When we think of war, our mind’s eye sees scenes of destruction and suffering. The war-related images captured by photographer Christopher Sims ’95 contain no battle scenes or wounded civilians, yet they provide intimate access to combat’s countless ancillary activities.
Sims, winner of the 2010 Baum Award for Emerging American Photographers, recently landed a spot on Oxford American’s list of “The New Superstars of Southern Art.” The recognition is for his growing body of work, including a behind-thescenes look at life in Guantanamo Bay, and for the ongoing series “Theater of War: The Pretend Villages of Iraq and Afghanistan.”
Located in the forests of North Carolina and Louisiana, and in the desert near Death Valley in California, the simulated villages are used to train U.S. soldiers preparing for deployment. Military veterans, spouses of active-duty soldiers, and immigrants from Iraq and Afghanistan play specific roles during the training exercises. Sims has had a bit part himself, playing a war photographer on assignment.
“The villages are places of fantastic imagination,” says Sims, who teaches photography at the Center for Documentary Studies. “The actors continue playing their roles as police officers, gardeners, and café owners during the long stretches of day between training exercises. Some villagers plant crops that they harvest months later for food for their lunches and dinners. Others pass their leisure time painting murals on the interior walls to beautify their surroundings, or making arts and crafts to trade with other villagers.”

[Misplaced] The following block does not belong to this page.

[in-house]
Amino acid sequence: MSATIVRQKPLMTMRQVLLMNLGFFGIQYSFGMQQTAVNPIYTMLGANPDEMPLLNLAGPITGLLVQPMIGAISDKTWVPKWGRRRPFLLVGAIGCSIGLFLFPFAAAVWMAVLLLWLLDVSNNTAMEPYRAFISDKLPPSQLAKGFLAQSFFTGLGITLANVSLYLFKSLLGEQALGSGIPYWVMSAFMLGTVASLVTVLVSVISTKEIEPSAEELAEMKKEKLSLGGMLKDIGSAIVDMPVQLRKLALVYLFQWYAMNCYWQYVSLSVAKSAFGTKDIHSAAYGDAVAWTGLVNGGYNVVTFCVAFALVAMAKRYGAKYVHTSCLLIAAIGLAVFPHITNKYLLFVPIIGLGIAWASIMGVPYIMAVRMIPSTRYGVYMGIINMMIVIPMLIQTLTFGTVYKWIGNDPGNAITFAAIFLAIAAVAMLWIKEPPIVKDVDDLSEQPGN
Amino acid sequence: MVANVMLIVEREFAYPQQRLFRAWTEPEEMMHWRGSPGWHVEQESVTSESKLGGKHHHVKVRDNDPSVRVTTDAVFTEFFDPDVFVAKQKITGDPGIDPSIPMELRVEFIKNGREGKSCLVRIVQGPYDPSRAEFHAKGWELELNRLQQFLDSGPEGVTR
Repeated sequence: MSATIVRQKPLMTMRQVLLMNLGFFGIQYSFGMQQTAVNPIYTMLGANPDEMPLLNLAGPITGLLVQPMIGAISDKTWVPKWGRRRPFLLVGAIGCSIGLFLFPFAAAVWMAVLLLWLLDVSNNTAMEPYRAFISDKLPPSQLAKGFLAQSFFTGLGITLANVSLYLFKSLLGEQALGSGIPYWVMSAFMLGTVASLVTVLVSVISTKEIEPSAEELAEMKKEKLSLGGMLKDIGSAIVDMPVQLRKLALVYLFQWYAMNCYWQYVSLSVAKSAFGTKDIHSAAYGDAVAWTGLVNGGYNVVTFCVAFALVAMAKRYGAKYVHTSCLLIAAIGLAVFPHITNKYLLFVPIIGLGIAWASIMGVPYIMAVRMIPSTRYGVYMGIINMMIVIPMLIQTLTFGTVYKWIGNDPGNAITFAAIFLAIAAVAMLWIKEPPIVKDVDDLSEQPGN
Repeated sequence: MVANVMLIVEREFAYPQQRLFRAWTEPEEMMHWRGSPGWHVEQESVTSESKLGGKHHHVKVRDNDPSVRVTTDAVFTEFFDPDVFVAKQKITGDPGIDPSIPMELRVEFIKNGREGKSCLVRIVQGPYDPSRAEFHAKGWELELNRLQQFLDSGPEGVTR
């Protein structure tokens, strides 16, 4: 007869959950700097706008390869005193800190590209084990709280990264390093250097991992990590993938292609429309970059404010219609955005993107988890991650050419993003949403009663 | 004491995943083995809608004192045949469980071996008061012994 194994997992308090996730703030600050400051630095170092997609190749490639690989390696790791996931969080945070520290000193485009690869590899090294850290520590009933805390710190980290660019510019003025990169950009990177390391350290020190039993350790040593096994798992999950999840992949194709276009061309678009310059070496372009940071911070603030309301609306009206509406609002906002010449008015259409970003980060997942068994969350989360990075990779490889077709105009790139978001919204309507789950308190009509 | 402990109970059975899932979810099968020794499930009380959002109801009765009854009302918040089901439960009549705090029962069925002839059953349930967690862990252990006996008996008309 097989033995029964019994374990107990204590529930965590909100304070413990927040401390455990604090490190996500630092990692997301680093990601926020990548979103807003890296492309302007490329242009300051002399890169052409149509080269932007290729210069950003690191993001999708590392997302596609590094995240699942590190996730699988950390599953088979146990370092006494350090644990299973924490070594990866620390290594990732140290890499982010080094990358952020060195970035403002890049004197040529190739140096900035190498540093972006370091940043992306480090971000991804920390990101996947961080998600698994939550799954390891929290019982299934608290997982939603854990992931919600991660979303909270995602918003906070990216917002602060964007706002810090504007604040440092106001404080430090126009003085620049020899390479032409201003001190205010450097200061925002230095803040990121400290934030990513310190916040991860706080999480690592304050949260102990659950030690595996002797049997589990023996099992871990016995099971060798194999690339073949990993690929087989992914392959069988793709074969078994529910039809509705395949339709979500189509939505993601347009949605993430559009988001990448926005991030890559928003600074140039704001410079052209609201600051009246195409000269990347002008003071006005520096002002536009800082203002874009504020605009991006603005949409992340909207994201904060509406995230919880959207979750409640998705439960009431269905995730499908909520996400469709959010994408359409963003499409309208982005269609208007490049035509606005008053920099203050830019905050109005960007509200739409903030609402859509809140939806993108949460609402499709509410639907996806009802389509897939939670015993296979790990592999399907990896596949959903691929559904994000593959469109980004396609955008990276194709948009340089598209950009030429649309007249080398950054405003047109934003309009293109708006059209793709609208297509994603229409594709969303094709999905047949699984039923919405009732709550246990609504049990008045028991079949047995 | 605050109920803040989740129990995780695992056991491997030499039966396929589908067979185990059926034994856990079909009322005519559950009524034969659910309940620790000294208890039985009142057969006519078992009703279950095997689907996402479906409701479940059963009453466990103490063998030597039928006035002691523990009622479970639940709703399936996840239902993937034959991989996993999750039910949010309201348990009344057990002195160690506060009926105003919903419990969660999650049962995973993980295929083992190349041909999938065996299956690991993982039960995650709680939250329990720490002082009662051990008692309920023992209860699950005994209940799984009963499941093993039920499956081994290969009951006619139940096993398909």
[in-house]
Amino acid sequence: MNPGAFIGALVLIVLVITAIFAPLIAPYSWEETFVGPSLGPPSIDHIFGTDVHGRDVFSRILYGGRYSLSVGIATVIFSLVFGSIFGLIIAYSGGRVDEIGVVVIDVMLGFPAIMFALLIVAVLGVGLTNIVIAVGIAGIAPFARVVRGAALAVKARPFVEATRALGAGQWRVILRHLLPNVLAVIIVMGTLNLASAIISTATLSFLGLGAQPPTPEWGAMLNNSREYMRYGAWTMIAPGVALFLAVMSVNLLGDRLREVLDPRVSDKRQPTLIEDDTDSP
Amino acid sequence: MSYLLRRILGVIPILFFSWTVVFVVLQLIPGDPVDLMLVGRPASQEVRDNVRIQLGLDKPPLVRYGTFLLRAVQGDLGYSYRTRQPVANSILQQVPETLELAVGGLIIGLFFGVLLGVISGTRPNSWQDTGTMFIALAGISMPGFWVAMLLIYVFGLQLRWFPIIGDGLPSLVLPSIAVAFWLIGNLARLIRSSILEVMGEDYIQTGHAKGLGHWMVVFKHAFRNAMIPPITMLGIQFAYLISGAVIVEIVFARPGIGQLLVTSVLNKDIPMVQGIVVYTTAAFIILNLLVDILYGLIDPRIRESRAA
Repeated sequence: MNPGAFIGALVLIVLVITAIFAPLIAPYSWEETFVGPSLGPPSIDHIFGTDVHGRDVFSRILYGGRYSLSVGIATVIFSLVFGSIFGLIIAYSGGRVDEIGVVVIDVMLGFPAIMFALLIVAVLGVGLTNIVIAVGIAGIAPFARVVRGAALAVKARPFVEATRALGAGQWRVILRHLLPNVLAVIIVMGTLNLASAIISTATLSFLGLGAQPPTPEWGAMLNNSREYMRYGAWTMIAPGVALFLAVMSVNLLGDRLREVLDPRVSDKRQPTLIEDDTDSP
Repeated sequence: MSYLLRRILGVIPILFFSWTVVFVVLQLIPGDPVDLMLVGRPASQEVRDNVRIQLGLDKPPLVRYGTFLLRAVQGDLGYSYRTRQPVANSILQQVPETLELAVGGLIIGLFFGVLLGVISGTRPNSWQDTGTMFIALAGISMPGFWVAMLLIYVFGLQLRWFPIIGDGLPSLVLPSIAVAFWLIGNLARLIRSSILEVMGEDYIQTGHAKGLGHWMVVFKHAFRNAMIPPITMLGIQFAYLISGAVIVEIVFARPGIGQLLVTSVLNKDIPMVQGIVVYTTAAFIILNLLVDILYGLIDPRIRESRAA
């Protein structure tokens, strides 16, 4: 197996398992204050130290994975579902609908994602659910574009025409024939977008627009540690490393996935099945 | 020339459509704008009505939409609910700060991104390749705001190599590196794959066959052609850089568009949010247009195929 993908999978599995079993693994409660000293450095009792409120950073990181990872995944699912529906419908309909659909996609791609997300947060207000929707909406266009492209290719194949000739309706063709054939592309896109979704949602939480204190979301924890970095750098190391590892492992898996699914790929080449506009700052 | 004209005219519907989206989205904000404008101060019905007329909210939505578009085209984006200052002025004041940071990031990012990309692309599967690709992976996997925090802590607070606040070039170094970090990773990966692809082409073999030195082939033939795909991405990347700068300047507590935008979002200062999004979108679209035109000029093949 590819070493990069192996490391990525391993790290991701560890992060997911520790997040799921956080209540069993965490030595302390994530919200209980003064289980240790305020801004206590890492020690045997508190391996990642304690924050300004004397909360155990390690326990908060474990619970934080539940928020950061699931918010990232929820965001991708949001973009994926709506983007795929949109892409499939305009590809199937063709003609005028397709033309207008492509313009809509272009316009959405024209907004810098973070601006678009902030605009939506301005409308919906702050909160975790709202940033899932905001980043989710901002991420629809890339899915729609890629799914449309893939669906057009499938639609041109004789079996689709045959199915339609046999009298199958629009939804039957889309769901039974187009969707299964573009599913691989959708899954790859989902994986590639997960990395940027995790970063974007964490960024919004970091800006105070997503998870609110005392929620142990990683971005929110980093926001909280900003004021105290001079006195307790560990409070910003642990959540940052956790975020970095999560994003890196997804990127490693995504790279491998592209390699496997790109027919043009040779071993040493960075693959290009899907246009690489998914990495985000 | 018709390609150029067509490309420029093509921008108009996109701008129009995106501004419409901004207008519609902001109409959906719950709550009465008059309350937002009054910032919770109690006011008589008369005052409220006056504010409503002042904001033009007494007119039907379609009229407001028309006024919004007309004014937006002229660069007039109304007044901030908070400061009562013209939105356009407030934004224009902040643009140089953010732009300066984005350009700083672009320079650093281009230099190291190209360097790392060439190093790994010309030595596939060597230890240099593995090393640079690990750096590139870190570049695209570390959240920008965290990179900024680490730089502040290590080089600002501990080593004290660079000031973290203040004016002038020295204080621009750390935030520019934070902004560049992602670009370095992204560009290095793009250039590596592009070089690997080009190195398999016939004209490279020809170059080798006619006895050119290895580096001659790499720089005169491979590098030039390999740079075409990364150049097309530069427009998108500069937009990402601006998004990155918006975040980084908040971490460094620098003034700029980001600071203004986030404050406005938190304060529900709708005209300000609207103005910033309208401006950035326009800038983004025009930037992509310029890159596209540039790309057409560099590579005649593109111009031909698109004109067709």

Sims’ work has been shown at the Griffin Museum of Photography, the Houston Center for Photography, the Light Factory, the Southeastern Center for Contemporary Art, and the Halsey Institute of Contemporary Art. His earlier project on Guantanamo Bay was featured in The Washington Post and on the BBC World Service.